Next week, I’m going away to church camp as a counselor. Yesterday, I went shopping for camp supplies with my wife and my daughter. While they were looking for shorts in JC Penny, I walked to the other end of the mall, looking for a new printer for our home. My old printer, which has served me faithfully for almost a decade, is sadly incompatible with Vista, the operating system on my new laptop. Following my own $100-a-day-rule, I researched the new printer for a week, and decided to go with a Lexmark All-In-One. I wanted a printer that could fax / scan / copy / and print – and since my “office” is now the baby’s room, I needed a compact machine that could be set up on the kitchen counter and print documents wirelessly from my home network. (For those interested, I went with the Lexmark X9575. It’s a nice machine and I am really digging it’s wireless functionality.)
I also purchased a new router for my home network. My daughter now has my old laptop (connected to an external monitor) and I wanted to be able to network all of our computers. Now, we can all share the Internet connection and the printer. (My daughter has a webkinz pet. Have you heard of this? The people behind this idea are geniuses. Sell a $1 toy for $15 – add in a few online games – and boom – you’re rich! Amazing…)
Over the past three years, I’ve learned a lot about myself -
I do a pretty good job of saving money. (I pay myself first, last and all along the way…) But, I’m not particularly frugal. I still like “stuff”. So, I’ve managed to create a budget that allows me to both save and spend. Being debt free allows me the option to do both. I can save a good portion of my income, in taxable and non-taxable accounts, and I can still have enough left over to buy some nice things. I don’t go overboard with my spending – and I never buy anything for which I have not budgeted – but I do enjoy having a few gadgets and gizmos.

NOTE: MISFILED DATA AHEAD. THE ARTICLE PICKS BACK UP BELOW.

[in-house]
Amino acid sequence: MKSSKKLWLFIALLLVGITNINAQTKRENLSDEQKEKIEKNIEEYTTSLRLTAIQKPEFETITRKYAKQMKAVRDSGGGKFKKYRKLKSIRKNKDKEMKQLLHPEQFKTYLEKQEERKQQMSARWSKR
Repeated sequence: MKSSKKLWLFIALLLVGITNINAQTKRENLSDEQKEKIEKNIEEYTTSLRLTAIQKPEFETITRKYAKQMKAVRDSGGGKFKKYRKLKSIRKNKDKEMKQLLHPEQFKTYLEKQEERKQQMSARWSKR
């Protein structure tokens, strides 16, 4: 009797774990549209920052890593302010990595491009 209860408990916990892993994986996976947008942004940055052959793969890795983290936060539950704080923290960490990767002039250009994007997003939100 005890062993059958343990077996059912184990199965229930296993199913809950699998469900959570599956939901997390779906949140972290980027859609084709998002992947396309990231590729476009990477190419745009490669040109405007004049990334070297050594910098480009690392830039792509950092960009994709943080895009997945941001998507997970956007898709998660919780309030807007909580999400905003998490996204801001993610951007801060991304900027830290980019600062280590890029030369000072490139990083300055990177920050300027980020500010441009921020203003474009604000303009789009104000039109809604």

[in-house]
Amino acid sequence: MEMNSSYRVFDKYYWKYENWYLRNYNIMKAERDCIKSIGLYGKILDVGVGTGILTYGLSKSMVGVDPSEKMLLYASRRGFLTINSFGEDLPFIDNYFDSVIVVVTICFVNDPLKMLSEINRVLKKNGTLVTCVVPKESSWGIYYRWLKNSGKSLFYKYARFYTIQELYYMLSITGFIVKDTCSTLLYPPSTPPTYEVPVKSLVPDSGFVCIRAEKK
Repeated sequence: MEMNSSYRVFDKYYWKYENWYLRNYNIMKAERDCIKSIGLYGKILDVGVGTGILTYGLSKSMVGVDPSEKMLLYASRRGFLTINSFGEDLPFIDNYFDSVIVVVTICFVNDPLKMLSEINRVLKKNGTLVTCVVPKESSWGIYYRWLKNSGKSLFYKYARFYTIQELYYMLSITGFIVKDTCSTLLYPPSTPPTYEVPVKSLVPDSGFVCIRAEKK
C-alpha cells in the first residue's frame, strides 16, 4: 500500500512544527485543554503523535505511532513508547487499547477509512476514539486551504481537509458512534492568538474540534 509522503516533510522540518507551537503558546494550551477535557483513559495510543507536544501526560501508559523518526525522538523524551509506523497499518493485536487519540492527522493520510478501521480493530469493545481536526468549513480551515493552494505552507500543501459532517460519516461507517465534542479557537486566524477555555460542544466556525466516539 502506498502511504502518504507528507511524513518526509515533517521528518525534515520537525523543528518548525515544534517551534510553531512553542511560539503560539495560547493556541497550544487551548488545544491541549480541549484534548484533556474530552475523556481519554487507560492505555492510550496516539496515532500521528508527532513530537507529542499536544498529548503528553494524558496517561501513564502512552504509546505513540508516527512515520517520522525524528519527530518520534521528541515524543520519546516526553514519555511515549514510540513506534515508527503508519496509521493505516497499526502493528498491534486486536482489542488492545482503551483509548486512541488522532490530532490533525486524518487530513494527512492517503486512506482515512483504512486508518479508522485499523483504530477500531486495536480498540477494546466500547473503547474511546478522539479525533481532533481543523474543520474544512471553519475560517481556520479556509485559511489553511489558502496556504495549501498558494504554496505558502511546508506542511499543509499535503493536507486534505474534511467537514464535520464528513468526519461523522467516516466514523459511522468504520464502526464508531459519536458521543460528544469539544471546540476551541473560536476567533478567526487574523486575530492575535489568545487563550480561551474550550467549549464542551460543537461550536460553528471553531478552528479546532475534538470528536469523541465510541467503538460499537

When I talk to my friends about living on a budget – and saving for the future – they always assume that I’m missing out on the fun things in life. On the contrary, I’m enjoying my life now, more than ever. I have a plan. I’m sticking to the plan. And, as part of the plan, I have some discretionary spending.
My wife and I talk about this all of the time. Instead of new cars, we’ll drive used ones. Instead of name brand foods, we’ll eat generic. But, we’ll also go on vacations, send our kids to camps, and buy nice things for the new baby. I don’t even pretend to be “Mr. Frugal”. I’d say that I’m frugal 50% of the time, practical 49% of the time, and foolhardy 1% of the time. I guess that’s not so bad!
My goal is to live a life of balance. I enjoy saving money – but I also enjoy spending it. In the past, I spent with out care or thought. Now, I still spend, but I do so only within the confines of a well-developed plan. By planning for the occasional splurge, I can feel good about the purchases that I make, knowing that I am also responsible with my savings and retirement contributions.
(By the way, I use You Need A Budget to manage our household finances.)
What about you? Have you found balance? Are you a saver or a spender? Both? I’d love to read your comments. Please note, comments take a few minutes to appear. Please be patient.